3. A massive closet
The closet provided me with a gateway to an alternate universe. I could step through the door, and be anywhere or anyone. I think closets are one of the best play spaces a child can have. Today, my older son pretends his closet is an ice cream truck from which he serves us ice cream almost every night.

What were the special items in your childhood bedroom? Did you have a favorite toy, piece of furniture? Or clothing? I’d love to hear about it in the comments below.

The idea for this post came from a book I picked up recently called 642 Things to Write About, by the San Francisco Writers’ Grotto. It’s full of wild and random topics. If you’re ever stuck for something to write about, I strongly recommend picking up a copy for yourself and thumbing through it. Many of the titles will make you laugh out loud.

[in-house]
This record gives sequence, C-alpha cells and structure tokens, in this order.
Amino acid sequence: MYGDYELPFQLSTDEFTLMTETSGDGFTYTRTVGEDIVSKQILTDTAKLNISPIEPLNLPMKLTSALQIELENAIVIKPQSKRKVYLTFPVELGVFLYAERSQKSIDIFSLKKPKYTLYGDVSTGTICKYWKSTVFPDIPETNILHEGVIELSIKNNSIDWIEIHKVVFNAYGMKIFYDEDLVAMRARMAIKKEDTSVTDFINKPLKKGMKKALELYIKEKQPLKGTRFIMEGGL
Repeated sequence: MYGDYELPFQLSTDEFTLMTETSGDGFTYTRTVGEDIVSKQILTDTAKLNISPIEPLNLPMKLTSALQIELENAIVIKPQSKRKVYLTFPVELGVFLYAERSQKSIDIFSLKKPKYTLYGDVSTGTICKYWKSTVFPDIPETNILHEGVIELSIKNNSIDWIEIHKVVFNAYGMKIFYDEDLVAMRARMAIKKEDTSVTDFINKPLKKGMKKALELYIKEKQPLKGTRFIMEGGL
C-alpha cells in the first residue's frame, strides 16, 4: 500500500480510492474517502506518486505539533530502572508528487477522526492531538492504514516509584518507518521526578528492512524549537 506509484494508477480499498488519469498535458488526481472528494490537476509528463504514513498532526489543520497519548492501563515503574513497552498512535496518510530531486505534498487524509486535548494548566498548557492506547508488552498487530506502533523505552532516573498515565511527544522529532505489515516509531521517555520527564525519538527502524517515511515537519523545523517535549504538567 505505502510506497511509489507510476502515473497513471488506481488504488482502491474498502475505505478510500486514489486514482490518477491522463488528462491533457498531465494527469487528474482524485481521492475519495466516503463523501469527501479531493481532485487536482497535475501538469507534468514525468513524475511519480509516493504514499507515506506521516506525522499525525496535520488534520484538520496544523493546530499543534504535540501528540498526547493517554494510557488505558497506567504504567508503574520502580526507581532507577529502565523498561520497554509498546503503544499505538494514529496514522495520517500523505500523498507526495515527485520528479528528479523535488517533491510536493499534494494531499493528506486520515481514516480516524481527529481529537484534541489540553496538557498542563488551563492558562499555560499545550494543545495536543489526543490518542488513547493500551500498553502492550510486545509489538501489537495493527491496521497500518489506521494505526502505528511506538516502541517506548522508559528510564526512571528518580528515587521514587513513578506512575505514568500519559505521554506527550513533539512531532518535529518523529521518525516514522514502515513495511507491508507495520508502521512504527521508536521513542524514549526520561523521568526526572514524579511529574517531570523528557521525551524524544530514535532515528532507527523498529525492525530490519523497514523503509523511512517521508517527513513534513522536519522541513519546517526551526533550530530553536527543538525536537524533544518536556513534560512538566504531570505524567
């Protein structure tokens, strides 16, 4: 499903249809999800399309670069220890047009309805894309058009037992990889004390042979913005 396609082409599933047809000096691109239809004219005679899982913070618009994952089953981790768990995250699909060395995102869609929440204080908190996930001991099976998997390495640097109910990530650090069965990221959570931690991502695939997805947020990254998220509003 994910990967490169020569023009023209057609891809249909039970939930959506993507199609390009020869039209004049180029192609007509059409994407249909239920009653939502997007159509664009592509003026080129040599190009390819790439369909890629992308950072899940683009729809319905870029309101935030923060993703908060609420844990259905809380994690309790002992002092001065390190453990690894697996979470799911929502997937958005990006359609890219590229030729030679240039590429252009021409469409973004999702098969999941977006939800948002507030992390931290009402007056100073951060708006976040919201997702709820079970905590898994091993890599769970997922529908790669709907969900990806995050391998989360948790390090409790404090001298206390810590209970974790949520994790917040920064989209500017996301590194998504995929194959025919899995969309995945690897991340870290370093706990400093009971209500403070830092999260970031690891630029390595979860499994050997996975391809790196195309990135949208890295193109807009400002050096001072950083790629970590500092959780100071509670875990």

My Journey Into Photography

I like photography, no, I love photography! My father was… is… was a photographer. Is it possible to ever stop being a photographer? Who knows, I’m not a real photographer. I visited an Ansel Adams exhibit a couple years ago and was completely blown away. Perhaps this was the birth of my new found passion.

I have always loved photographs but never knew how to properly take one. It had always seemed like a simple concept to me. See something you like, aim your camera, take the picture… done! Not so. What about lighting? What about composition? How do you keep your kids from appearing as a blur in your photos? How do you take a picture in low light without having the harsh flash take over the scene? Well, I wasn’t able to answer any of these questions until I stumbled upon an amazing photography blog series called 31 Days to a Better Photo.